SEATTLE — The External RNA Controls Consortium, a 2-year old organization that has joined the biochip industry with the US government and the biggest names in global pharma on a mission to standardize microarray data, will most likely have a set of group-endorsed standards in the hands of users by 2006. The consortium also plans to make pre-approved protocols available as soon as this summer, a leader of the ERCC told BioArray News at the Northwest Gene Expression Conference held here last week.
The controls will be the final product from a group of 70 members from more than a dozen countries and 50 different organizations that have come together to standardize the data that is coming out of microarray experiments conducted by the membership. Demand for these standards is on the rise as molecular diagnostics and pharmaceutical companies are increasingly using microarray data in their submissions to the US Food and Drug Administration.
Janet Warrington, vice president of research and development at Affymetrix and is head of the consortium, said that the ERCC finished collecting 140 sequences it plans to test across several platforms on May 18, following a group meeting in Boulder, Colo. She added that the consortium has completed a final draft of a document that will detail how testing sites will run the experiments.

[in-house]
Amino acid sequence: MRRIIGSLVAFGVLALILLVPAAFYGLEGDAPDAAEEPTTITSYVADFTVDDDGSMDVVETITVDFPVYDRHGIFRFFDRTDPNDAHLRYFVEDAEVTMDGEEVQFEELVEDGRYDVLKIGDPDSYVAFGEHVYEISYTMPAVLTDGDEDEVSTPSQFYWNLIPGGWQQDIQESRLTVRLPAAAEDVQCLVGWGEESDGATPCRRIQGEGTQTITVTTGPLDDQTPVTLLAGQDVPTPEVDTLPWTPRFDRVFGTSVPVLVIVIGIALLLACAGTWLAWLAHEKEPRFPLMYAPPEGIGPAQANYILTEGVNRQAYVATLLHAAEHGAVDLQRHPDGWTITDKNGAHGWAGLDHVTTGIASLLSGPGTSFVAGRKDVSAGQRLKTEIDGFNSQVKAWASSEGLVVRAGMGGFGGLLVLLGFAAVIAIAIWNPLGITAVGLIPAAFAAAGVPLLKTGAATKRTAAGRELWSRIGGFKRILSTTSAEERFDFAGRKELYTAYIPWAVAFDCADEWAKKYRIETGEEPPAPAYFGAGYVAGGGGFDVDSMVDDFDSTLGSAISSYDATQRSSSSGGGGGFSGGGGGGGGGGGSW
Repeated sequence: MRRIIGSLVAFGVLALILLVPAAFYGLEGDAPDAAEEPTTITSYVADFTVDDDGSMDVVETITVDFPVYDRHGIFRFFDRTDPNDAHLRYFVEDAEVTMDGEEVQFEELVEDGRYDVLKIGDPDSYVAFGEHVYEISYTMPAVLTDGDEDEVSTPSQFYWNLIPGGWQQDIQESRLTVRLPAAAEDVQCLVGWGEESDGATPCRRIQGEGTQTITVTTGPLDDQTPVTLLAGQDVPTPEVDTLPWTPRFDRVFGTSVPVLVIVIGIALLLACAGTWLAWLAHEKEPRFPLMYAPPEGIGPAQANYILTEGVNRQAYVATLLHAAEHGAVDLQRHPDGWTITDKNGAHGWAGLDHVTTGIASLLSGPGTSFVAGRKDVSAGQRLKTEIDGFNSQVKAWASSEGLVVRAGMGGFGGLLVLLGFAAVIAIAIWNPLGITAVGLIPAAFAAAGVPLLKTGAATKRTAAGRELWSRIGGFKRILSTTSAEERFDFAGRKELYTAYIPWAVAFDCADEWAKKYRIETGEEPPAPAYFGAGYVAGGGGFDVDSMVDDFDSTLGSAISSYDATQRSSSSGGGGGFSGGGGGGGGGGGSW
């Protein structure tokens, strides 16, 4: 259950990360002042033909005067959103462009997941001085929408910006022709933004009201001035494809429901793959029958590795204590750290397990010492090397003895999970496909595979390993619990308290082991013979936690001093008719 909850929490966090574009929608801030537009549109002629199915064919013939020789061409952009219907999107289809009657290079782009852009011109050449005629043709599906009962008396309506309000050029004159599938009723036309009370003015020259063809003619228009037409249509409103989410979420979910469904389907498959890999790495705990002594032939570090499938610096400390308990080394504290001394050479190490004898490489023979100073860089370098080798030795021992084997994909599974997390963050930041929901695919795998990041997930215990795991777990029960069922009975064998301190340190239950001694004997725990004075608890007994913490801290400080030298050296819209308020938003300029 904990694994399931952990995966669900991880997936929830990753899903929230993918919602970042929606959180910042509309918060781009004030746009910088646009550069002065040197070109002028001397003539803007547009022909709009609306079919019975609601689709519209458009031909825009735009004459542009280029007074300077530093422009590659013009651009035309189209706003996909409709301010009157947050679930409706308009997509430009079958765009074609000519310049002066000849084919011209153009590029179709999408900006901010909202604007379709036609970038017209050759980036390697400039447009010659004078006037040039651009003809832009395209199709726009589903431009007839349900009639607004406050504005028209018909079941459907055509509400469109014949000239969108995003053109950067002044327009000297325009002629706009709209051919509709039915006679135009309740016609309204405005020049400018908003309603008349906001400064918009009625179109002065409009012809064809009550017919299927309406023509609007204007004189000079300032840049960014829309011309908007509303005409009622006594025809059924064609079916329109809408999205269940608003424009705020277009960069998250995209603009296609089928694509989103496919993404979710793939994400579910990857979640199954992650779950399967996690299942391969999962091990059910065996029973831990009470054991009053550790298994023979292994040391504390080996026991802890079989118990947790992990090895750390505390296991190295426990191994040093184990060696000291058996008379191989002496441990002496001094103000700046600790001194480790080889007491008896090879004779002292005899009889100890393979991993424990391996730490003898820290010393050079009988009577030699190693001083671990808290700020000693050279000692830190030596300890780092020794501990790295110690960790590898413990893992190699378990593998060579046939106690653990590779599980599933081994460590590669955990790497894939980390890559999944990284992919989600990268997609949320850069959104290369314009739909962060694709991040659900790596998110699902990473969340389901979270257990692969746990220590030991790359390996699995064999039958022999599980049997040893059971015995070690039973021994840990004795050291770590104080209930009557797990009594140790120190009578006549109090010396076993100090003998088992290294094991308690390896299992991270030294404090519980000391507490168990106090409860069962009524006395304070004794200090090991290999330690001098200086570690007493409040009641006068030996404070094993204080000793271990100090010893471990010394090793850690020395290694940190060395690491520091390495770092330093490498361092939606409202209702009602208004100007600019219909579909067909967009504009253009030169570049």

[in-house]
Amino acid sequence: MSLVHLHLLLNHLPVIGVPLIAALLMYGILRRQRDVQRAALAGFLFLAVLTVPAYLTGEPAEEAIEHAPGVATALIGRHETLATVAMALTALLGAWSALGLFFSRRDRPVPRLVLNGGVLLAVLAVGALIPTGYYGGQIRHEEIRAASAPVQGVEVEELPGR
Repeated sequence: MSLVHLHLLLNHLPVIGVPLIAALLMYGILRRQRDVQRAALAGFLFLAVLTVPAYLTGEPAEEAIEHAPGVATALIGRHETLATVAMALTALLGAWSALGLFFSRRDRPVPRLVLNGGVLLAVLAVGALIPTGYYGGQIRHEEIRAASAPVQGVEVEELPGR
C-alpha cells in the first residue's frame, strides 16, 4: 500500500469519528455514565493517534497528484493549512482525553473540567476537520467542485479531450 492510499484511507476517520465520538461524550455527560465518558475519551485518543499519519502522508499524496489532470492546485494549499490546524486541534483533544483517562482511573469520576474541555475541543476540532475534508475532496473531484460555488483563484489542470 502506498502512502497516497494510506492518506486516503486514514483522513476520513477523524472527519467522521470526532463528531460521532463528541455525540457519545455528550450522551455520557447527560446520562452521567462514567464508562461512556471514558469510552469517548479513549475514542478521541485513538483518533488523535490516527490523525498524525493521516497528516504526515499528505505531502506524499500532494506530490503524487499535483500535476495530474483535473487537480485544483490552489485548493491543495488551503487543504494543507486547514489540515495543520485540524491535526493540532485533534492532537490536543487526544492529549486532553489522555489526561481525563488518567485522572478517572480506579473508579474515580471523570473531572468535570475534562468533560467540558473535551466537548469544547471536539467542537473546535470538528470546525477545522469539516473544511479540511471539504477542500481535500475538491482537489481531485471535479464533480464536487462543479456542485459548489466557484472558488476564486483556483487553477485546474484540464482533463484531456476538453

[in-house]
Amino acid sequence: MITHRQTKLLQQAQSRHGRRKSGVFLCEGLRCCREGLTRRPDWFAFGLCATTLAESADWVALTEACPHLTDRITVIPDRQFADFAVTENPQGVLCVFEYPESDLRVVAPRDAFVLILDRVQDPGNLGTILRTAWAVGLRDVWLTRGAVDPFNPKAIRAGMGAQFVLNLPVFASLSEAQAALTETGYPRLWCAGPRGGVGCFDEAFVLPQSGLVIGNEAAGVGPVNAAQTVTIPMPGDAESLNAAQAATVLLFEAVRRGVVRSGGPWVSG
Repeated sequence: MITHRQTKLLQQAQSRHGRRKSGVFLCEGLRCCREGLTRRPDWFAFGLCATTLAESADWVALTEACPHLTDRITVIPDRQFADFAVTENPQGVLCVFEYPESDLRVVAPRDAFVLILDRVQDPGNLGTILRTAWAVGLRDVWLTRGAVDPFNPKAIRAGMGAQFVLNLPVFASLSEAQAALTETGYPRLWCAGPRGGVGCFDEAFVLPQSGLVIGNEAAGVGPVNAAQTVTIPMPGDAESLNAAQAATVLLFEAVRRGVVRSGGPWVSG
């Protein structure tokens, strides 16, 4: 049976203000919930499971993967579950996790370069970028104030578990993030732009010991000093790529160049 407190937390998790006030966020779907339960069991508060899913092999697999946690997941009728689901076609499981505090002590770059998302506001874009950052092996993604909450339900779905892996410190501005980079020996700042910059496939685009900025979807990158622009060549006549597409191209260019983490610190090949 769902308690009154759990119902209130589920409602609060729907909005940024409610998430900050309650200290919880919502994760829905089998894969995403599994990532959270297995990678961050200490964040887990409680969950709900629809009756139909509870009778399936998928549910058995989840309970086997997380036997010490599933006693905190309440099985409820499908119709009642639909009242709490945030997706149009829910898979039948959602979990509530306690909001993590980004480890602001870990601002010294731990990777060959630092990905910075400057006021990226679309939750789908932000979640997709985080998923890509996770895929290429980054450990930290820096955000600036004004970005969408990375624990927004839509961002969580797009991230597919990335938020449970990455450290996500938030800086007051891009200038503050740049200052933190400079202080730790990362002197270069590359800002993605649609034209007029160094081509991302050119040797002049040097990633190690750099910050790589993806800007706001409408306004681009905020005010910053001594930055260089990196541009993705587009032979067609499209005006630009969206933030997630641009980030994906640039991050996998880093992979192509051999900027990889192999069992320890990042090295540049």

Warrington said that the group has "collected 140 sequences that they need to test across all major microarray platforms to collectively identify a subset of controls." Warrington said that testing would be done on the dozen or so platforms of major array manufacturers, including Affy, Applied Biosystems, Agilent, Illumina, GE Healthcare and others.
"The test plan is to lay out how we are going to do that," she explained.
Warrington said that the ERCC will make the testing plan available for public commentary this summer, and that the final input from the user community will be taken into consideration when the group gathers at its next meeting in October.
"Once we get the blessing of the community, we will work to do the testing," Warrington said. "If everything goes well in the October meeting, testing could go forward in the fourth quarter of [this year], [which means] that we could have the controls in 2006," she said.
According to Warrington, while the standards will have a positive impact on all involved, the FDA is driving the work of the organization.